Cyclopædia of Political Science, Political Economy, and the Political History of the United States

Edited by: Lalor, John J.
(?-1899)
BIO
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Editor/Trans.
First Pub. Date
1881
Publisher/Edition
New York: Maynard, Merrill, and Co.
Pub. Date
1899
Comments
Includes articles by Frédéric Bastiat, Gustave de Molinari, Henry George, J. B. Say, Francis A. Walker, and more.
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LIBRARY OF CONGRESS

II.265.1

LIBRARY OF CONGRESS. This institution calls for notice because of its importance in connection with the copyright system, as well as because it is the great library of the United States government. Established at Washington in 1800, this library has survived two conflagrations, and has risen, in 1882, to 450,000 volumes, besides about 200,000 pamphlets. Its primary uses being for the national legislature, it has been rendered very complete in jurisprudence, political and economic science, and history; and in what are known as Americana it has by far the largest collection in the country. Its 10,000 bound volumes of newspapers represent more than a century of journalism in Europe and America. The supreme court of the United States, the heads of departments and bureaus, and the foreign diplomatic corps resident in Washington draw upon its stores; and while not a library of general circulation, it is freely open to the public use.

II.265.2

—The librarian of congress is made by law the keeper of all copyright records, and the custodian of all publications deposited with the government in evidence of copyright. The process of obtaining copyright is very simple; the law requires a printed copy of the title of the work before publication, with a fee of fifty cents for record, and fifty cents for certificate of record, followed, within ten days after publication, by two copies of the work, which may be sent free by mail. Prior to 1870 the records of copyright were kept by the clerks of the United States district courts in fifty different places in the states, with the somewhat confusing result that there was no central office of record, and no ready means of answering questions as to literary property. Since the transfer of the entire registry and records to Washington, the status of every publication can be traced as to copyright title. Moreover the deposit of copies in pursuance of copyright is made vastly more complete, and authors and publishers are assured of finding nearly every publication protected by copyright in this national repository. A separate fire-proof library building is soon to be erected, the great collections of literature and science, including the copyright department, having long overflowed the limited space within the capitol.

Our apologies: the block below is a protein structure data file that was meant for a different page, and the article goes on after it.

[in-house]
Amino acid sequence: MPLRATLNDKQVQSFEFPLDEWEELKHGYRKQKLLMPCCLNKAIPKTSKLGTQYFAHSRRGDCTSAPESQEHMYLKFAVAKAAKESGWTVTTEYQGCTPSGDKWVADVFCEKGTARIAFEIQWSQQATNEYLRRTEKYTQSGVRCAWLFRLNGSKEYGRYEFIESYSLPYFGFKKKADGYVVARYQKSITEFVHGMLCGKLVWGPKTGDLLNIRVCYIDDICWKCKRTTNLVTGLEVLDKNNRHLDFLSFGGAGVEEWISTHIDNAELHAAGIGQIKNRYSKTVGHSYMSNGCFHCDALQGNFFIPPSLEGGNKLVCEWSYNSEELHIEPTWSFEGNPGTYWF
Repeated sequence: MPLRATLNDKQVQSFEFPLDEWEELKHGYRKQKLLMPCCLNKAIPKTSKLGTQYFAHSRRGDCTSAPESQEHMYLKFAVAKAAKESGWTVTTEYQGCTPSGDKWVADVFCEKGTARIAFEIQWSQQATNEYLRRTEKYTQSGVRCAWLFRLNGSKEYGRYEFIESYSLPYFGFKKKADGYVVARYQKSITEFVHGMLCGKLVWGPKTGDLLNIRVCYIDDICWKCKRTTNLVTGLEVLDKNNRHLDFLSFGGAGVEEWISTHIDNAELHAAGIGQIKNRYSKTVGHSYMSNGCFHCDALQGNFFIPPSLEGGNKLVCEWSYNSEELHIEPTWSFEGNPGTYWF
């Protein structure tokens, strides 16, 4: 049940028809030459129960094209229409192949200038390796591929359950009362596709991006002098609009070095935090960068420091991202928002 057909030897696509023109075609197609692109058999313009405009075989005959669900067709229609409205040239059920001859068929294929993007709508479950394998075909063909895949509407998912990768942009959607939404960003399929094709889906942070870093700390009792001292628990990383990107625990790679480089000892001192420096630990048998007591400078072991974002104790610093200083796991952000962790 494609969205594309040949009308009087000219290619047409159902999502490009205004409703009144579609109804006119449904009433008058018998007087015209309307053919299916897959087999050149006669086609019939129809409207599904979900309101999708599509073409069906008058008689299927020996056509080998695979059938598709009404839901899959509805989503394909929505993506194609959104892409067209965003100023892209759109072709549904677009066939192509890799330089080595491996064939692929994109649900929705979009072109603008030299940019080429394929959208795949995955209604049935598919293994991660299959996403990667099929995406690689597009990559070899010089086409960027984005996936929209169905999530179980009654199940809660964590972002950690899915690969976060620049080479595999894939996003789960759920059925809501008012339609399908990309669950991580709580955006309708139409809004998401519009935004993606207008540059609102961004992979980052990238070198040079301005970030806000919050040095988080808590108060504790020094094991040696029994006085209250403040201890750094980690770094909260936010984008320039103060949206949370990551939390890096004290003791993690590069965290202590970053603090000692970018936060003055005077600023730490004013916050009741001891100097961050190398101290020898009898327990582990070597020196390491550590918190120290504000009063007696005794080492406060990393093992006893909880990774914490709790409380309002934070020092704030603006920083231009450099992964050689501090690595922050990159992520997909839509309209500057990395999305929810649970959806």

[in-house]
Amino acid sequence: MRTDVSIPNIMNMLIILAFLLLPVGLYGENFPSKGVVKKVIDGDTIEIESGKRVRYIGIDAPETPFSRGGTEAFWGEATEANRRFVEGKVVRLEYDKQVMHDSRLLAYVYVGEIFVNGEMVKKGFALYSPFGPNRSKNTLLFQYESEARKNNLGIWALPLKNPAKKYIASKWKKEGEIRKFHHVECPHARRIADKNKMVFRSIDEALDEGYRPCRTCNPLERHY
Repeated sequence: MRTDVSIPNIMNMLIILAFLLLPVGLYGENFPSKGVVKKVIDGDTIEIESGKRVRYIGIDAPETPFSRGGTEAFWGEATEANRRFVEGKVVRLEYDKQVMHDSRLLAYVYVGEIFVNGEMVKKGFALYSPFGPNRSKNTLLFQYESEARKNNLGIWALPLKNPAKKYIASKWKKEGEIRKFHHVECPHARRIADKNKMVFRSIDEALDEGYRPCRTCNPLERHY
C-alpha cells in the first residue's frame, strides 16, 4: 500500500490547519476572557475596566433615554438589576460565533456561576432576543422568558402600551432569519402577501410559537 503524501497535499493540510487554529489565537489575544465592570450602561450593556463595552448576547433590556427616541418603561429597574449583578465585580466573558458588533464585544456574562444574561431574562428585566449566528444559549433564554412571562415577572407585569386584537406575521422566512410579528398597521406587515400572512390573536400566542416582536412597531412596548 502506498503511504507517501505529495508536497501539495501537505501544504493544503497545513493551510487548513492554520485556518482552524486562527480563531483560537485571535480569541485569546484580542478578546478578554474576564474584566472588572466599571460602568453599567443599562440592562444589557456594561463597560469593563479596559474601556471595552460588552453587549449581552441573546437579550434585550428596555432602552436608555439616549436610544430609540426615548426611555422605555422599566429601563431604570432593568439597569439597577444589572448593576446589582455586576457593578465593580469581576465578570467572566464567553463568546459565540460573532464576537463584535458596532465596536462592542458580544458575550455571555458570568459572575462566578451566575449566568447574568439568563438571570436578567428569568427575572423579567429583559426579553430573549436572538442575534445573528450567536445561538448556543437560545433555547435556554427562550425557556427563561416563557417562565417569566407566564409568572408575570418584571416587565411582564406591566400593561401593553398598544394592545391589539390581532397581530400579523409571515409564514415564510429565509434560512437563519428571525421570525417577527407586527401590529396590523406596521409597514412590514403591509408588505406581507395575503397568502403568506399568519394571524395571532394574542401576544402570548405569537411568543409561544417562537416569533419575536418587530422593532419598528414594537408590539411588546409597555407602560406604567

II.265.3

—Copyright in the United States runs to any citizen or resident therein, for the term of twenty-eight years from date of entry; and may be renewed for fourteen years longer by the author, or by his widow or children, making forty-two years in all. The annual number of copyright entries in the office of the librarian of congress considerably exceeds 20,000.

A. R. SPOFFORD.

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